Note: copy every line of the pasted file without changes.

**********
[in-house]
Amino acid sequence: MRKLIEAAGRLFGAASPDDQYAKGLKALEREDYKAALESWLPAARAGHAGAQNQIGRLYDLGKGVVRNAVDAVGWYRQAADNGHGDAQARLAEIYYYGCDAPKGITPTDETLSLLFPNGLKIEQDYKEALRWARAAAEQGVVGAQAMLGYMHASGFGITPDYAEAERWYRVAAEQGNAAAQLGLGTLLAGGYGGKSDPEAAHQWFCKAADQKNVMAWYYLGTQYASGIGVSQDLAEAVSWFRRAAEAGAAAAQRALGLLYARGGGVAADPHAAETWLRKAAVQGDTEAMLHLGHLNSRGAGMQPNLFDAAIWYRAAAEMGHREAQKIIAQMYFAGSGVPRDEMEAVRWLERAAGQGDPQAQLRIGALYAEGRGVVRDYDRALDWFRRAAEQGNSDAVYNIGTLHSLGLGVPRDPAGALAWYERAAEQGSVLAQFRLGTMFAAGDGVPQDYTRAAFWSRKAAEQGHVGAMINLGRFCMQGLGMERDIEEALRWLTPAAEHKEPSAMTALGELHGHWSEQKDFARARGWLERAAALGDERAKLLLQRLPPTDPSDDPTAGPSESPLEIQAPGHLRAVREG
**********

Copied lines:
[in-house]
Amino acid sequence: MRKLIEAAGRLFGAASPDDQYAKGLKALEREDYKAALESWLPAARAGHAGAQNQIGRLYDLGKGVVRNAVDAVGWYRQAADNGHGDAQARLAEIYYYGCDAPKGITPTDETLSLLFPNGLKIEQDYKEALRWARAAAEQGVVGAQAMLGYMHASGFGITPDYAEAERWYRVAAEQGNAAAQLGLGTLLAGGYGGKSDPEAAHQWFCKAADQKNVMAWYYLGTQYASGIGVSQDLAEAVSWFRRAAEAGAAAAQRALGLLYARGGGVAADPHAAETWLRKAAVQGDTEAMLHLGHLNSRGAGMQPNLFDAAIWYRAAAEMGHREAQKIIAQMYFAGSGVPRDEMEAVRWLERAAGQGDPQAQLRIGALYAEGRGVVRDYDRALDWFRRAAEQGNSDAVYNIGTLHSLGLGVPRDPAGALAWYERAAEQGSVLAQFRLGTMFAAGDGVPQDYTRAAFWSRKAAEQGHVGAMINLGRFCMQGLGMERDIEEALRWLTPAAEHKEPSAMTALGELHGHWSEQKDFARARGWLERAAALGDERAKLLLQRLPPTDPSDDPTAGPSESPLEIQAPGHLRAVREG